Last April, I discussed a trip I’d taken to Pittsburg – leaving off at the Kecksburg UFO. That same night we saw Weird Al perform at the Palace Theater in Greensburg, PA before checking out of our hotel the following morning. Rather than drive straight shot back to Chicago, we (my kids and I) took a different route through West Virginia. The original destination was Point Pleasant to see the Mothman Museum until I discovered yet another monster along the way. With just a week before we left on our road trip, I happily added Braxton County, “Home of the Flatwoods Monster,” to the itinerary. This story will be featured in an upcoming WEIRD USA story in Scary Monsters Magazine. So here you’ll get a less detailed version of events. On the flipside, you can see full-color photos from the experience – and this is one vibrant looking creature!
The story takes place in September of 1952 when three kids, playing in a schoolyard, witness a bright object landing in the woods nearby. After alerting one of the parents (Kathleen May) the four go to investigate. What they claim to have found is a glowing ship with one its occupants hovering nearby. The creature was said to be about ten feet tall and shoot nauseous gas. Understandably, they fled the scene and the rest is Braxton County history (NOTE: again, you’re getting the quickie version here, Scary Monsters #110 will have full details and isn’t it about time you bought yourself a subscription?).
Just as we entered Braxton County, we stopped at a rest stop that I heard sold ceramic lanterns of the monster. These are the longest produced souvenir for the creature; dating back to the ’60s.
Next to the lanterns were brochures detailing the history of the monster and where you could locate five special chairs designed in the creature’s image and scattered throughout the area. Thanks to the flyer, we had a map to find all the chairs and quickly set out to do so…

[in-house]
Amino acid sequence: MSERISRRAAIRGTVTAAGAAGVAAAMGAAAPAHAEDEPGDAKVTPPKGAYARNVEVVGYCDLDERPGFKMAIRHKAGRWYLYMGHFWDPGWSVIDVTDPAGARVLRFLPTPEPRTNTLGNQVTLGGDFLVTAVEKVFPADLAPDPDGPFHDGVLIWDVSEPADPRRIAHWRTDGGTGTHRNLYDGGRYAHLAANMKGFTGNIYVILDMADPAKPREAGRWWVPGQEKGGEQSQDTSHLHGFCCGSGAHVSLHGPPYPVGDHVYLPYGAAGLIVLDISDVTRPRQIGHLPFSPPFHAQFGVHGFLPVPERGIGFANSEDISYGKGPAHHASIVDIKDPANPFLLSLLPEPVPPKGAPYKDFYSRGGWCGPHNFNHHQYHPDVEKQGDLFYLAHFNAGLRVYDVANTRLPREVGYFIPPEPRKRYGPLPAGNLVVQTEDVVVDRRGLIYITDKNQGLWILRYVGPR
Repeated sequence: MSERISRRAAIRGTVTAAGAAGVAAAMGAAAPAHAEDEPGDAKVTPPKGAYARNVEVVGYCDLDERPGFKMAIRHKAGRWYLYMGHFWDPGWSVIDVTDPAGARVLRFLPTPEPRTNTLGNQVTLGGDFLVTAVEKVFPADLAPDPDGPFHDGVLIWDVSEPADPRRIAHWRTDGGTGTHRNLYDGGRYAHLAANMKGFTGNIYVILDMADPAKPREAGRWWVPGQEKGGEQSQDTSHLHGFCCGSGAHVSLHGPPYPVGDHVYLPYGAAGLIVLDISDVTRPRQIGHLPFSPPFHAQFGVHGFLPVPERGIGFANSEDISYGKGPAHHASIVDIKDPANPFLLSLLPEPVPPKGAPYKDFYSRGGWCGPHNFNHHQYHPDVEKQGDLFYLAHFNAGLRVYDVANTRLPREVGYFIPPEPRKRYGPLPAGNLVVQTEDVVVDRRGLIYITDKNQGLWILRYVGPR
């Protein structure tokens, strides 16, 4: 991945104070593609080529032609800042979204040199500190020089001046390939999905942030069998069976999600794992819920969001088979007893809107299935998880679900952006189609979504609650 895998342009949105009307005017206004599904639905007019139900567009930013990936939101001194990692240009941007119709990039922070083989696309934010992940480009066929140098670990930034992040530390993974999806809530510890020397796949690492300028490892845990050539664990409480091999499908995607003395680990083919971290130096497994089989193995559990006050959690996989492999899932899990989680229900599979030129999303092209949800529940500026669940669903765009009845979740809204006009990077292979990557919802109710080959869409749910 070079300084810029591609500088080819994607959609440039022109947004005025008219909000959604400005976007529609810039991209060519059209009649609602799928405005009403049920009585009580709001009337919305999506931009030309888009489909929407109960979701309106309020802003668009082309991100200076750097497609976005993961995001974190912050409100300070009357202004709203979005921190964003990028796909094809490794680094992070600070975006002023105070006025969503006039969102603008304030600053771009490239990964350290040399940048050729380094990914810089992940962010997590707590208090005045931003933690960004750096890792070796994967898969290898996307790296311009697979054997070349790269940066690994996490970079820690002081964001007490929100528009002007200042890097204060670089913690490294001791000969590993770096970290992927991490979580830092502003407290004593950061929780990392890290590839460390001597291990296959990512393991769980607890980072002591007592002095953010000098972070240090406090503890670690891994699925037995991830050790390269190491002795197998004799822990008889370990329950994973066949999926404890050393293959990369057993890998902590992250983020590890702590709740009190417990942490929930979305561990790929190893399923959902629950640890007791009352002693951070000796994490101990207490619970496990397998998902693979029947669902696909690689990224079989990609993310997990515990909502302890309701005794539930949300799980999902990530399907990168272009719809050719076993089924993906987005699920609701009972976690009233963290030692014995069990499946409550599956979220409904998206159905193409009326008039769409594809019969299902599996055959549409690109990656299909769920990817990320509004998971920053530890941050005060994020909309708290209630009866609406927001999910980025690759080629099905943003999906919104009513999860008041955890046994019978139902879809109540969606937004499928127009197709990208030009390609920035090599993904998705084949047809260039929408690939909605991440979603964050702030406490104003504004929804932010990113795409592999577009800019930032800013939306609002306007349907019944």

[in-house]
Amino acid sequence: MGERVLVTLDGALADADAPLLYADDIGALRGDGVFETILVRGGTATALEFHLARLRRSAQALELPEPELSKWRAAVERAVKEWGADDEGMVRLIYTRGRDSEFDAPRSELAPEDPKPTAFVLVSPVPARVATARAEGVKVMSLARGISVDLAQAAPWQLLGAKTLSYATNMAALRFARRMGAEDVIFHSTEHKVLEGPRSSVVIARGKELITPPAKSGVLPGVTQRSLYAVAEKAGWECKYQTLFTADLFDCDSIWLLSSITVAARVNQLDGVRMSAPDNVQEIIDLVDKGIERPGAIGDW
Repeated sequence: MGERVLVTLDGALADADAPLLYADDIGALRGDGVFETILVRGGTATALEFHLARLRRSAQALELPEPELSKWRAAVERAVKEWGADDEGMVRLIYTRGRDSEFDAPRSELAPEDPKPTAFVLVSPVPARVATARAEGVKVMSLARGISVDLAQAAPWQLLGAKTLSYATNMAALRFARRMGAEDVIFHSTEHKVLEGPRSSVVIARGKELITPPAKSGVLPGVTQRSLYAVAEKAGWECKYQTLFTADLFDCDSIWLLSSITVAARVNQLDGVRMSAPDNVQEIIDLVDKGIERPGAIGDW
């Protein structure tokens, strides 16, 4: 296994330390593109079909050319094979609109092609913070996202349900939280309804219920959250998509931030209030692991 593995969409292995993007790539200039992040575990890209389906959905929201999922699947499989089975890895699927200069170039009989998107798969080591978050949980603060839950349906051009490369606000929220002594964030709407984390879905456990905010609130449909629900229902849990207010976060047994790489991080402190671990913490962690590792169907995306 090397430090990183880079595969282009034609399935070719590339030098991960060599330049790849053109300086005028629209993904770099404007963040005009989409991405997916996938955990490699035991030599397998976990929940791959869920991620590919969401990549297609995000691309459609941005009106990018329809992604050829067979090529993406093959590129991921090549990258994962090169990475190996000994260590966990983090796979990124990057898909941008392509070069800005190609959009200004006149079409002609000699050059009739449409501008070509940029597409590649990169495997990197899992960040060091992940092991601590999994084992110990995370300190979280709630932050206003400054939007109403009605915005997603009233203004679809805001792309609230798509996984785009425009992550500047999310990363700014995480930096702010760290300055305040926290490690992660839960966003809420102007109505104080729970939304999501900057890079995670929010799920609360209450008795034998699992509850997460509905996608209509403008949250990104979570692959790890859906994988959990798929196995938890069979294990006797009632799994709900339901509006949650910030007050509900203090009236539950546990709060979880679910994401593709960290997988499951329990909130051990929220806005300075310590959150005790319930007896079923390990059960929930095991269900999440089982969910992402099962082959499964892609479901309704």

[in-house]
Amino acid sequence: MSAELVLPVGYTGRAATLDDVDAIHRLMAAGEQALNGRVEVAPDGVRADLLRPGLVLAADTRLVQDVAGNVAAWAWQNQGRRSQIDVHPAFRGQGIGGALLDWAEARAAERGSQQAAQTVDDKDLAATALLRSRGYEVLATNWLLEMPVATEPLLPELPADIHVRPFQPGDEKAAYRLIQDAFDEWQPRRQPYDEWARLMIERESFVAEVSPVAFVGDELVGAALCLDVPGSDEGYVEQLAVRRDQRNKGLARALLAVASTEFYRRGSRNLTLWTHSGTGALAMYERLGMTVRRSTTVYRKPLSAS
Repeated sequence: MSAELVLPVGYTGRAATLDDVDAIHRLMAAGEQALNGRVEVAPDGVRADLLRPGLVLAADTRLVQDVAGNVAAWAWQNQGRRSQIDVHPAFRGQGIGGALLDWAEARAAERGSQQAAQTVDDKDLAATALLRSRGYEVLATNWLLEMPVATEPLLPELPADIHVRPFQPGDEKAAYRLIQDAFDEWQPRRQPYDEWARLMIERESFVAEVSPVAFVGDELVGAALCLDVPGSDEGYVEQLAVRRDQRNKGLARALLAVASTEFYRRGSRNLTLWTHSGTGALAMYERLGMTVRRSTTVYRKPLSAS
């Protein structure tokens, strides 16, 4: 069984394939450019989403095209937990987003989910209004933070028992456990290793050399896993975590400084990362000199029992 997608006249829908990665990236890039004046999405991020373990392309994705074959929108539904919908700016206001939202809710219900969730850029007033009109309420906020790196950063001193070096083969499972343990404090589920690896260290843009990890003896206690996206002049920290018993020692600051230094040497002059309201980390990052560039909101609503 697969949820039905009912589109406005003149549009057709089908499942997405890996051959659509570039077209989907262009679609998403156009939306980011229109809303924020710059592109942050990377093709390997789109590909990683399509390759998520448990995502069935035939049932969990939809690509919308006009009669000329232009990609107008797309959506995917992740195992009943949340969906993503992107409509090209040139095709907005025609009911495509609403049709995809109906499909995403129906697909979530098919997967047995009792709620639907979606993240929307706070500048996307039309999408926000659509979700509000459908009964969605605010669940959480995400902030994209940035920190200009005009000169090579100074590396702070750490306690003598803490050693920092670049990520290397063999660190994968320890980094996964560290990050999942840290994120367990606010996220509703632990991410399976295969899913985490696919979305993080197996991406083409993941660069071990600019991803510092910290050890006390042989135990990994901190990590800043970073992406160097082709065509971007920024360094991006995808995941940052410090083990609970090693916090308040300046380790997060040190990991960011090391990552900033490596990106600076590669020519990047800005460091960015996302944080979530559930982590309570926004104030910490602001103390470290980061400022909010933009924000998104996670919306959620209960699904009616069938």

We knew we were headed in the right direction when we saw the “Welcome to Flatwoods” sign – something that clearly illustrated how much the town has embraced their WEIRD USA status.
Each of the locations boasts a large (ten foot tall) wooden chair painted in the image of the monster. Like the ceramic lanterns, they’re a colorful red and green. These spots provide fun photo ops and even have a QMR code so you can access information on the creature with your phone.
The last chair was across the street from a The Spot Dairy Bar. It had a colorful board featuring the monster where you could stick your head in for photo ops – naturally, we just couldn’t resist.
Outside the shop were framed newspaper articles on the incident.
Inside boasted a mini-gift shop where you could purchase more of those aforementioned lanterns (and $2 cheaper than the gas station) as well as T-shirts and a souvenir cup.
The story has always been a legend in the Flatwoods community while slowly trickling into popular culture. Small Town Monsters just released a 45 minute documentary on the monster that appropriately made its way to my mailbox just days after our visit.
Having sufficiently tracked Braxton County’s most famous visitor, it was time to set our sights on the Mothman…
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